atural and synthetic cannabinoids modify the modulatory activity of the endocannabinoid system. Psychiatric complications induced by cannabis are analyzed, i.e. those that start with intoxication but persist beyond the removal of the drug (cognitive, psychotic and anxiety disorders) and the development of addictive behavior. Adolescence is the period of greatest vulnerability to cognitive impact. Cannabis-induced psychosis has been linked to consumption of high concentration of tetrahydrocannabinol and personality traits of anxiety and somatization...
November 2016: Vertex: Revista Argentina de Psiquiatriá
David S Mathai, Manuela Holst, Christopher Rodgman, Colin N Haile, Jake Keller, Mariyah Z Hussain, Thomas R Kosten, Thomas F Newton, Christopher D Verrico
The cannabinoid-1 receptor (CB1R) agonist Δ9-tetrahydrocannabinol (THC), the main psychoactive constituent of cannabis, adversely effects working memory performance in humans. The α2A-adrenoceptor (AR) agonist guanfacine improves working memory performance in humans. The authors aimed to determine the effects of short-term (6 days) treatment with guanfacine on adverse cognitive effects produced by THC. Employing a double-blind, placebo-controlled crossover design, the cognitive, subjective, and cardiovascular effects produced by oral THC (20 mg) administration were determined twice in the same cannabis users: once after treatment with placebo and once after treatment with guanfacine (3 mg/day)...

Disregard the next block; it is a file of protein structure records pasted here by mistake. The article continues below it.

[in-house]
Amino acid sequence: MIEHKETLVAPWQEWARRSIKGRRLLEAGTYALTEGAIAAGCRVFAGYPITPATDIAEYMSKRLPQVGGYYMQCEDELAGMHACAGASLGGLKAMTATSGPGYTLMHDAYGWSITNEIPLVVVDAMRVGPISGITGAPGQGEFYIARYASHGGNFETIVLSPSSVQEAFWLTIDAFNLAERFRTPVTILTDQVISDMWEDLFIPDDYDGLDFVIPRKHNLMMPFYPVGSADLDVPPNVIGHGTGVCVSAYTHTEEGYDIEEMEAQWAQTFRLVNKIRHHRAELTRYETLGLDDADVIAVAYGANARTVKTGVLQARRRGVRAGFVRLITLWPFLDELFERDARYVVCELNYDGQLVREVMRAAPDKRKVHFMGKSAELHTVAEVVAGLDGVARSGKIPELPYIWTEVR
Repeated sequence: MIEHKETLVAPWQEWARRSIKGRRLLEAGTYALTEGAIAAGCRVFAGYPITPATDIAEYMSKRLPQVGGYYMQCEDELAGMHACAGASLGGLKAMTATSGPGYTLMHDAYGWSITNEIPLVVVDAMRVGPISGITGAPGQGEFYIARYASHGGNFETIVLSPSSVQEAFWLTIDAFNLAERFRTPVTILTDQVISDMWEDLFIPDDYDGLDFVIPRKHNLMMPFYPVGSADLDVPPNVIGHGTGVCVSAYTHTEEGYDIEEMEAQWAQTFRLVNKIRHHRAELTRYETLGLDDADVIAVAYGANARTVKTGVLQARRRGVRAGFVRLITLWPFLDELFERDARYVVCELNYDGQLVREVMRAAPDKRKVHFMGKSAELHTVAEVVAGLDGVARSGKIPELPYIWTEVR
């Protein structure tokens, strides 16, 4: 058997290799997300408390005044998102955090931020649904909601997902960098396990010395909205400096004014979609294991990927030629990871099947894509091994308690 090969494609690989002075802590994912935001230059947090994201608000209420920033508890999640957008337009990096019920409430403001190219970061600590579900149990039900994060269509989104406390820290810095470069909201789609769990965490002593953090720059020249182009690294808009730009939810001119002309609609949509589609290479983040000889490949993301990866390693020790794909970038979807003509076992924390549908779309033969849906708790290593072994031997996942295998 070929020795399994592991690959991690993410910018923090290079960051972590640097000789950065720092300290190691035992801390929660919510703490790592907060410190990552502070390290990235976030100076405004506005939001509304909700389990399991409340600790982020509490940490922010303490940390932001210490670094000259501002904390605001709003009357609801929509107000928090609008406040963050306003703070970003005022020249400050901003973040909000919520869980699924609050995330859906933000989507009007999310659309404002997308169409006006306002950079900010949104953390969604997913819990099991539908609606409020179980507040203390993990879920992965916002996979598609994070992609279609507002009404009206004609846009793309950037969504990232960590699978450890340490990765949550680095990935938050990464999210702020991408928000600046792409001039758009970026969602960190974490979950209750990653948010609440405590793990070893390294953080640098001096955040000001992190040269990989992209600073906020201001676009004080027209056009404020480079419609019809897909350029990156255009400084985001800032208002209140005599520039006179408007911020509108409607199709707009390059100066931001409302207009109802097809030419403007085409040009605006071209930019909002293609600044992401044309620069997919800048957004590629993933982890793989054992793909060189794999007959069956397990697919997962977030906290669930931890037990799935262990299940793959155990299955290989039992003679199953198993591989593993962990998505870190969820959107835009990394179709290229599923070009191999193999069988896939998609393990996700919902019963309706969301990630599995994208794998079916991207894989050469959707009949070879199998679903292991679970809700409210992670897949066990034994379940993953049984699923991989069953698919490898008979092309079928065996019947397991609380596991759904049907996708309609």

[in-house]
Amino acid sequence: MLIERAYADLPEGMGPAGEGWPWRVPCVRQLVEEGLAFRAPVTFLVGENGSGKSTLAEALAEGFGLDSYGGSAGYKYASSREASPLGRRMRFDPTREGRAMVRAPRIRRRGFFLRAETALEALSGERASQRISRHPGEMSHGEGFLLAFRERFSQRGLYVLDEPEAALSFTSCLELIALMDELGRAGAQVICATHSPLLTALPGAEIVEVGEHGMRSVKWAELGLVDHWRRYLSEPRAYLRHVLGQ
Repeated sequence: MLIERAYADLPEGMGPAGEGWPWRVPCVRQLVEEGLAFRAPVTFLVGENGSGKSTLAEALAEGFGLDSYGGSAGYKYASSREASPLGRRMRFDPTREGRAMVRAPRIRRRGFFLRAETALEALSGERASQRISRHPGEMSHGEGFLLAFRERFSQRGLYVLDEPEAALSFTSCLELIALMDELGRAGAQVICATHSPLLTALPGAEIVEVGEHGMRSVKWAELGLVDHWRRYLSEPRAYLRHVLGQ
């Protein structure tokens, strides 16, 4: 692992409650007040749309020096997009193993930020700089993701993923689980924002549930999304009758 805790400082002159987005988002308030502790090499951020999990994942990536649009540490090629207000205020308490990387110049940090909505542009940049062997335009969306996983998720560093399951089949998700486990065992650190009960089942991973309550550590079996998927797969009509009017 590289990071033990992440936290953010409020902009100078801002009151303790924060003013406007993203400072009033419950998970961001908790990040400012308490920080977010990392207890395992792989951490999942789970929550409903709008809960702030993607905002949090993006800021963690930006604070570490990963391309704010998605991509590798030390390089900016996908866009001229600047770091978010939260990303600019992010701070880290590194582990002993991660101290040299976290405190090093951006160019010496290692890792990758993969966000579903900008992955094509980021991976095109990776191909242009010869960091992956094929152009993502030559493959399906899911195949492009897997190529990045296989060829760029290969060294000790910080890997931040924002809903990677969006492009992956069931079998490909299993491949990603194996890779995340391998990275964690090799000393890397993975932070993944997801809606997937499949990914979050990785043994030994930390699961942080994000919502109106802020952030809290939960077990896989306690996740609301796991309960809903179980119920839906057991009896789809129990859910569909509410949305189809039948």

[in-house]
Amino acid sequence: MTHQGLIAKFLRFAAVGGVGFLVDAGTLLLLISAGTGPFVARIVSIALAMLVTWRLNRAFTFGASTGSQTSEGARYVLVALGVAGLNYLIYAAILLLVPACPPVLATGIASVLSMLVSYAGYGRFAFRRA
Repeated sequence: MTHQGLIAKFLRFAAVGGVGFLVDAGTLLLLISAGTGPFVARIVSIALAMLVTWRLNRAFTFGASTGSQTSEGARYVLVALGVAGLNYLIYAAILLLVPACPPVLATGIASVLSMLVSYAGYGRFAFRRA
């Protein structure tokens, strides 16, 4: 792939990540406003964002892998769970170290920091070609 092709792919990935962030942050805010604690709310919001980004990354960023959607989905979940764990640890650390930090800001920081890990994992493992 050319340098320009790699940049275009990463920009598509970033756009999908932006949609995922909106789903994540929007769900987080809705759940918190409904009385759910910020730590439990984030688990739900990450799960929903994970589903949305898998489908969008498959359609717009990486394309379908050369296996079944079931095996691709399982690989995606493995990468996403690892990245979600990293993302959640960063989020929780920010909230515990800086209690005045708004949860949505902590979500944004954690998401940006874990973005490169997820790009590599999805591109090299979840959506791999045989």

June 23, 2017: Journal of Neuropsychiatry and Clinical Neurosciences
María A Aguilar, Juan Carlos Ledesma, Marta Rodríguez-Arias, Carles Penalva, Carmen Manzanedo, José Miñarro, M Carmen Arenas
Chronic cannabinoid consumption is an increasingly common behavior among teenagers and has been shown to cause long-lasting neurobehavioral alterations. Besides, it has been demonstrated that cocaine addiction in adulthood is highly correlated with cannabis abuse during adolescence. Cocaine consumption and subsequent abstinence from it can cause psychiatric symptoms, such as psychosis, cognitive impairment, anxiety, and depression. The aim of the present research was to study the consequences of adolescent exposure to cannabis on the psychiatric-like effects promoted by cocaine withdrawal in adult mice...
June 21, 2017: International Journal of Molecular Sciences
Kevin M Gray, Susan C Sonne, Erin A McClure, Udi E Ghitza, Abigail G Matthews, Aimee L McRae-Clark, Kathleen M Carroll, Jennifer S Potter, Katharina Wiest, Larissa J Mooney, Albert Hasson, Sharon L Walsh, Michelle R Lofwall, Shanna Babalonis, Robert W Lindblad, Steven Sparenborg, Aimee Wahle, Jacqueline S King, Nathaniel L Baker, Rachel L Tomko, Louise F Haynes, Ryan G Vandrey, Frances R Levin
BACKGROUND: Cannabis use disorder (CUD) is a prevalent and impairing condition, and established psychosocial treatments convey limited efficacy. In light of recent findings supporting the efficacy of N-acetylcysteine (NAC) for CUD in adolescents, the objective of this trial was to evaluate its efficacy in adults. METHODS: In a 12-week double-blind randomized placebo-controlled trial, treatment-seeking adults ages 18-50 with CUD (N=302), enrolled across six National Drug Abuse Treatment Clinical Trials Network-affiliated clinical sites, were randomized in a 1:1 ratio to a 12-week course of NAC 1200mg (n=153) or placebo (n=149) twice daily...
August 1, 2017: Drug and Alcohol Dependence